Stephen Leek

From Wikipedia, the free encyclopedia
Jump to: navigation, search

Stephen Leek (born 1959) is an Australian composer, conductor, educator, and publisher.

Early life[edit]

Leek was born in Sydney in 1959, lived in Brisbane from 1964 through 1969, and then spent the rest of his childhood in Canberra. After coming late to music, Leek took up piano and percussion, and later the cello as a teenager, and became active as a member of many musical organisations including the Canberra Children's Choir, Canberra Youth Orchestra, Australian Youth Orchestra, Canberra Symphony Orchestra and his own vocal group, VOCE. He attended Torrens Primary School, Melrose High School and Phillip College (now Canberra College).

Following school and after a period of working in Sydney, Leek returned to Canberra in 1979 and commenced a Bachelor of Arts (Music) degree at the Canberra School of Music graduating with a double degree – the first student to achieve this honour.[1] After graduating in 1984 with a double degree majoring in Cello Performance and Composition,[1] Leek moved to Sydney where he free-lanced as a cellist and as a composer – getting more work as a music copyist than anything else in the initial stages. As a music copyist he was able to work for many of the active composers around Sydney at that time. He also worked as a music copyist and arranger for Musica Viva Australia, the Australian Broadcasting Corporation, and the Midday Show.[1]

Choral work and composition[edit]

His early professional career began as full-time composer and musician for the then Tasmanian Dance Company (now TASDANCE) for 3 years. During this time he worked with many of Australia's leading choreographers and dancers in the creation on new work and also in the innovative Dance in Education program of the company. Much of this time was spent "on the road" with the company working in small towns, schools and in community centres around Tasmania. When he resumed his freelance career as a composer in 1986, he worked extensively in theatre, dance, education and community music across Australia and undertook numerous residencies in schools, universities, community groups, orchestras, choirs and theatre companies. Some of his residencies have included the National Music Camp (2 years) St Peters Lutheran College (4 × 3 months), Sydney Grammar School, Sydney Youth Orchestra, the Arena Theatre Company (Melbourne) and Alice Springs Junior Singers. He has written widely on composition and contributed to numerous books and treatise on this subject area. Prior to setting up The Australian Voices, Leek created the innovative and experimental ensemble vOiCeArT who became quite well known in Australia for their choral and musical improvisational performance events in concert halls, theatres, galleries, city malls and other public spaces across Australia. Many of the members from vOiCeArT are now leading composers and performers both in Australia and overseas.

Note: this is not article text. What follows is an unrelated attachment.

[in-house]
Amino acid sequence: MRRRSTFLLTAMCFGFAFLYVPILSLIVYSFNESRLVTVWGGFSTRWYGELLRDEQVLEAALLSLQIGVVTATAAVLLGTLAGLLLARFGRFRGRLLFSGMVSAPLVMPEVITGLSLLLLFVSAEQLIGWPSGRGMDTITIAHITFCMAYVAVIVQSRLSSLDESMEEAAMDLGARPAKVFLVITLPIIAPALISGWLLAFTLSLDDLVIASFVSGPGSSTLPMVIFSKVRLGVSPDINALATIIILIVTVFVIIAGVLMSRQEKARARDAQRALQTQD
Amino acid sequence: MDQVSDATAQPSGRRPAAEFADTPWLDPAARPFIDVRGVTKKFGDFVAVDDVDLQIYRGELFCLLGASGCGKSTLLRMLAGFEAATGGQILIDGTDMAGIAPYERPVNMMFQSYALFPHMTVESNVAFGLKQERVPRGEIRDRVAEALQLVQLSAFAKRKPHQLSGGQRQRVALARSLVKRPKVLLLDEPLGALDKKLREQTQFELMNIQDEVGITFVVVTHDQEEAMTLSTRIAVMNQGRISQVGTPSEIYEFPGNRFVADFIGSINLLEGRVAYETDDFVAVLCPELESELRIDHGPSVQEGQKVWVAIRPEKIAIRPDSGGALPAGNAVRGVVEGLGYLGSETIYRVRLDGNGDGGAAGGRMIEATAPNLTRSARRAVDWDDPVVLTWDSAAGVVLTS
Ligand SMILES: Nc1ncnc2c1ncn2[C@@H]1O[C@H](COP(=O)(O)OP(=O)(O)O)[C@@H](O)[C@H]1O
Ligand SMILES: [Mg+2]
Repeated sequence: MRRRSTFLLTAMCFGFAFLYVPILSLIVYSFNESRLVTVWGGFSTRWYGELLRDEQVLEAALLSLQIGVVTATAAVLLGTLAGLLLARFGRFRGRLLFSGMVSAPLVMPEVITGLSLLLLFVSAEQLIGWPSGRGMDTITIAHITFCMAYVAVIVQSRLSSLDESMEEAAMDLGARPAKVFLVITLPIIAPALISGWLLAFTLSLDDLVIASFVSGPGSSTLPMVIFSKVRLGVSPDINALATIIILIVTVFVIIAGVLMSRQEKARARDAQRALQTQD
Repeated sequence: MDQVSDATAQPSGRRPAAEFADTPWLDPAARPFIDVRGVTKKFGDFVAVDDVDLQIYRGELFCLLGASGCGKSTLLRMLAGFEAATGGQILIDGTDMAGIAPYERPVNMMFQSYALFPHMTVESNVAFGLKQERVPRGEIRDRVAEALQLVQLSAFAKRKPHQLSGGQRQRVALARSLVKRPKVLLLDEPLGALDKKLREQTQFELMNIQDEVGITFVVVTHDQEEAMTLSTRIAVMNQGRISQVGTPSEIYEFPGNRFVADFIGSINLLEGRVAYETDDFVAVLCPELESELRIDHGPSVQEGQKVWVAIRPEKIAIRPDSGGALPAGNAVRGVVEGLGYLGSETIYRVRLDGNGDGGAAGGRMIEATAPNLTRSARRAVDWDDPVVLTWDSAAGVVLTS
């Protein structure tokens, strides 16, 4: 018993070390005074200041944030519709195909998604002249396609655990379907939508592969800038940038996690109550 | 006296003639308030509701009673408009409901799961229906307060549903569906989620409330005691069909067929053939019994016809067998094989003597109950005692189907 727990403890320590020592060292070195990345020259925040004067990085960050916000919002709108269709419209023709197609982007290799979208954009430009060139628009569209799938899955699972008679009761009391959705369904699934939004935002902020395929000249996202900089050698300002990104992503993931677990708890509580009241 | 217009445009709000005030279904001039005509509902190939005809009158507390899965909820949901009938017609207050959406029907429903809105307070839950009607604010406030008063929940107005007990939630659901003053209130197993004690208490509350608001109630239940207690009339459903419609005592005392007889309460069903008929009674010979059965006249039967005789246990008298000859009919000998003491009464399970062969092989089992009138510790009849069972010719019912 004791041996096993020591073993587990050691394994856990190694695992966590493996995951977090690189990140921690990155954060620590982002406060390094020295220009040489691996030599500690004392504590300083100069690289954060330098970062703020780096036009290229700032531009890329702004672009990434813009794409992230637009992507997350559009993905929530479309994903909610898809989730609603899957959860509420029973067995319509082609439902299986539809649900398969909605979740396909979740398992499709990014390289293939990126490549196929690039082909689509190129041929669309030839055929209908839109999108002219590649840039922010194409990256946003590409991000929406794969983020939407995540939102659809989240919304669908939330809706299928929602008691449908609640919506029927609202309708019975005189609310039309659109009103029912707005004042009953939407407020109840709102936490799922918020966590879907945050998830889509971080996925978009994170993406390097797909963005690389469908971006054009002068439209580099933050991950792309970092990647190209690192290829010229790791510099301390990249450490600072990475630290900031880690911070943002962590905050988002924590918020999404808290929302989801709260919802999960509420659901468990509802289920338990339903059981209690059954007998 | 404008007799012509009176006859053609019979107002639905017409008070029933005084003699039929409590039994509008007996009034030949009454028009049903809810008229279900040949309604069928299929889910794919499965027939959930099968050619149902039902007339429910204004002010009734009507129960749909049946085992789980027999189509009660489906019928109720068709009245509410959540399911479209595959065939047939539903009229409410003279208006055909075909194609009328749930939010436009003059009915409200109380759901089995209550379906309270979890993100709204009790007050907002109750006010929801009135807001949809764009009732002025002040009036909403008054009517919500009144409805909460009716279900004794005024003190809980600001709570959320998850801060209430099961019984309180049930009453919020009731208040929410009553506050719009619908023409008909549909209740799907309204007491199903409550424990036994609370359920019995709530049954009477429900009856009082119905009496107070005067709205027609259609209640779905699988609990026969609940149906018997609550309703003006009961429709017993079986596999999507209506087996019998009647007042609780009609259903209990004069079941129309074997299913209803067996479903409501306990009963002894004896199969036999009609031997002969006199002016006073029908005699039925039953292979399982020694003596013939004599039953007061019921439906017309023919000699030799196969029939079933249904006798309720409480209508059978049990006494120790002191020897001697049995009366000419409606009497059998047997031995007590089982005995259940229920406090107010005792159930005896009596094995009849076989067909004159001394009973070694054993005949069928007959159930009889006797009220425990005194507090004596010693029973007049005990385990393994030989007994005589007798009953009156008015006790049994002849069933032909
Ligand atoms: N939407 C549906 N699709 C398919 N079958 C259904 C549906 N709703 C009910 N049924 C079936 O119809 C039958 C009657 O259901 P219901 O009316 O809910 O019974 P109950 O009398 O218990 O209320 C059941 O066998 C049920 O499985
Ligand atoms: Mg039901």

Leek has been described as a pioneer of composer residency schemes in the Australian music community, and his involvement with numerous groups across Australia has strongly influenced the nature and directions of new Australian choral music.[2] He has also been described as Australia's best known choral composer.[3] In 1993 Leek, with Graeme Morton, founded The Australian Voices, an ensemble of young adult singers who work to promote Australian composers and change the landscape of choral music in Australia.[4] Leek left The Australian Voices in 2009, leaving Gordon Hamilton as Artistic Director.[5]